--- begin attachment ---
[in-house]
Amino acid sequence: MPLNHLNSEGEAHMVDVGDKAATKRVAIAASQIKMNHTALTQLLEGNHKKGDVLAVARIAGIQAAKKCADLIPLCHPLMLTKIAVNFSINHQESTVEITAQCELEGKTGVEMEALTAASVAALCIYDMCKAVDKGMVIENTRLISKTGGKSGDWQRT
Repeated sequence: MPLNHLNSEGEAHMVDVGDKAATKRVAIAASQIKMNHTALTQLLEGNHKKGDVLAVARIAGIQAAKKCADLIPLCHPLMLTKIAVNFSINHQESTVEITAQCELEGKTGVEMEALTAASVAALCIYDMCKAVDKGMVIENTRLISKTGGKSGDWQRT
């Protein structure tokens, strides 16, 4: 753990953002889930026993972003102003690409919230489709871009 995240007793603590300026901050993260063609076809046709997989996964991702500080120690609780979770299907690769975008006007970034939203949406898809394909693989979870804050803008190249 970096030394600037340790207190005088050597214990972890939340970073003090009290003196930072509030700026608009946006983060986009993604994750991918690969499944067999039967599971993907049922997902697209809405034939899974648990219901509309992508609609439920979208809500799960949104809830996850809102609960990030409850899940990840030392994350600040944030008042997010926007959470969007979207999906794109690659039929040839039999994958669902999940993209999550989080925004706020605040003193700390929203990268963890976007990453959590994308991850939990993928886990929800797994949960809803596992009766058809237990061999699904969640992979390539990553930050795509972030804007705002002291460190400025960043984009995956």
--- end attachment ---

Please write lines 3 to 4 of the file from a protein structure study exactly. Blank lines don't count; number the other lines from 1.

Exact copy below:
Repeated sequence: MPLNHLNSEGEAHMVDVGDKAATKRVAIAASQIKMNHTALTQLLEGNHKKGDVLAVARIAGIQAAKKCADLIPLCHPLMLTKIAVNFSINHQESTVEITAQCELEGKTGVEMEALTAASVAALCIYDMCKAVDKGMVIENTRLISKTGGKSGDWQRT
């Protein structure tokens, strides 16, 4: 753990953002889930026993972003102003690409919230489709871009 995240007793603590300026901050993260063609076809046709997989996964991702500080120690609780979770299907690769975008006007970034939203949406898809394909693989979870804050803008190249 970096030394600037340790207190005088050597214990972890939340970073003090009290003196930072509030700026608009946006983060986009993604994750991918690969499944067999039967599971993907049922997902697209809405034939899974648990219901509309992508609609439920979208809500799960949104809830996850809102609960990030409850899940990840030392994350600040944030008042997010926007959470969007979207999906794109690659039929040839039999994958669902999940993209999550989080925004706020605040003193700390929203990268963890976007990453959590994308991850939990993928886990929800797994949960809803596992009766058809237990061999699904969640992979390539990553930050795509972030804007705002002291460190400025960043984009995956």